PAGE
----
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Last Updated: Wednesday, 16 July, 2003, 16:35 GMT 17:35 UK
Dungavel unit closure demanded
Dungavel
Dungavel was opened as a detention centre in September 2001
A Catholic Bishop has demanded the closure of the family unit at the Dungavel Detention Centre for asylum seekers during a meeting with Home Secretary David Blunkett.

Bishop John Mone handed over a petition signed by more than 21,000 people on Wednesday.

The church has mounted a Scotland-wide campaign against the detention of asylum seekers' children at the Lanarkshire facility.

Dungavel opened as a holding centre for asylum seekers in September 2001.

It is thought that children account for about a quarter of the 80 people currently detained at the centre.

Confident of progress

This has outraged MSPs, human rights groups and church leaders, who have branded the practice inhumane.

Bishop Mone, the president of the Catholic Church's Justice and Peace Commission, met with Mr Blunkett in London.

The Bishop of Paisley handed over a petition and demanded the immediate closure of the family unit at Dungavel.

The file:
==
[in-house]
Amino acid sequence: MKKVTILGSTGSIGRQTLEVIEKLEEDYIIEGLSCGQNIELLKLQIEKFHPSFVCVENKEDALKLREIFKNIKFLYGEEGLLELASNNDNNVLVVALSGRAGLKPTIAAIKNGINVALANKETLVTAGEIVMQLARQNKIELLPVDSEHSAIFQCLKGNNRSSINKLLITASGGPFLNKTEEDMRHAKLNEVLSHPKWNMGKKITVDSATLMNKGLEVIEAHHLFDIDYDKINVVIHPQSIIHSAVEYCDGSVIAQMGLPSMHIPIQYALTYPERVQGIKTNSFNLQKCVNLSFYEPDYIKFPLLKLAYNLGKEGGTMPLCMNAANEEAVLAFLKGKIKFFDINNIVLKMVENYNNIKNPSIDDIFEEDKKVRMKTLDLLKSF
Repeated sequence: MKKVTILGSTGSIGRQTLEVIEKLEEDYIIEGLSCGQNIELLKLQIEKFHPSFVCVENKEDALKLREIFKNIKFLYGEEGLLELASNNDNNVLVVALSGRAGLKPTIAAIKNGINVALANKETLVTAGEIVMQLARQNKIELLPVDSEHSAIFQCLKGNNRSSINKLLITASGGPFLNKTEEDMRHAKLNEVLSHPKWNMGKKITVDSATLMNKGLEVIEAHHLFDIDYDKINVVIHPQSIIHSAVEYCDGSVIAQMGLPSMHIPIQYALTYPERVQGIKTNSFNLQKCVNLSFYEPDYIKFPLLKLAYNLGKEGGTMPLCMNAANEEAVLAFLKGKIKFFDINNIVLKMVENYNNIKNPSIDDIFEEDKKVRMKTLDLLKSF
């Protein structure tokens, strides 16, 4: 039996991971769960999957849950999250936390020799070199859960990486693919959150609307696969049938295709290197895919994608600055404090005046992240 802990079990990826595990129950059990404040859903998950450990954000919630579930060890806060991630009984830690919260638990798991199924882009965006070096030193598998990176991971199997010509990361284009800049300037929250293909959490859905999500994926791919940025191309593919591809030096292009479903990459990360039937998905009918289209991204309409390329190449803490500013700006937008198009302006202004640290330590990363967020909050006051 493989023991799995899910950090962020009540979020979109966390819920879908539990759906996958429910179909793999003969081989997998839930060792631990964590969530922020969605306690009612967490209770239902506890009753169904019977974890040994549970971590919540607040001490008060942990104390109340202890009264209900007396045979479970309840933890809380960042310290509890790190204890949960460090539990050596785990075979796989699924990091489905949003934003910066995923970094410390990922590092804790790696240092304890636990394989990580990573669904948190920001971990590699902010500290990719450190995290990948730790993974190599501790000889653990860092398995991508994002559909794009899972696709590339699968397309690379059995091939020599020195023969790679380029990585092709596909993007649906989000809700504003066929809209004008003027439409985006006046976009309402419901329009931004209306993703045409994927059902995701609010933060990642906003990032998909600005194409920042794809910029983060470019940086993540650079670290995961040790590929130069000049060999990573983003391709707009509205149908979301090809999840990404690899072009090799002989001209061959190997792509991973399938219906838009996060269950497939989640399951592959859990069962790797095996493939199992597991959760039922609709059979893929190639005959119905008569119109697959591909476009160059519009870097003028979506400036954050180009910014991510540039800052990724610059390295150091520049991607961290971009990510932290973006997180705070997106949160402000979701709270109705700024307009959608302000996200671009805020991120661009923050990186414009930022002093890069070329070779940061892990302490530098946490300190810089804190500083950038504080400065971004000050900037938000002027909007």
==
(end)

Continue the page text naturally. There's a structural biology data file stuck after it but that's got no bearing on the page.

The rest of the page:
He told BBC Scotland before the meeting that he was confident of making progress.

It is about giving them back their God-given right to have human dignity, their childhood and their freedom
Bishop John Mone
"The very fact that David Blunkett has agreed to meet me is a sign," he said.

"He did say in a letter to me on 28 March that he was prepared to look at what more can be done.

"Nothing has happened, so I really want to challenge him on that and ask what is happening."

Bishop Mone first wrote to Mr Blunkett seeking a meeting in March after a visit to Dungavel.

He said he had called for the closure of the family unit at Dungavel "because I think it shames all of us in Scotland" and the children being held in the centre were "very very depressed".

Prison conditions

Bishop Mone said he would be calling for the closure of all family units in UK detention centres.

He argued that they breached the UN Convention on Human Rights of the Child because youngsters were being kept in prison conditions.

"It is not about bringing in more technology and more teachers," he said.

"It is not giving them more, it is about giving them back their God-given right to have human dignity, their childhood and their freedom."

A report on the detention centre by the chief inspector of prisons is due to be published next month.


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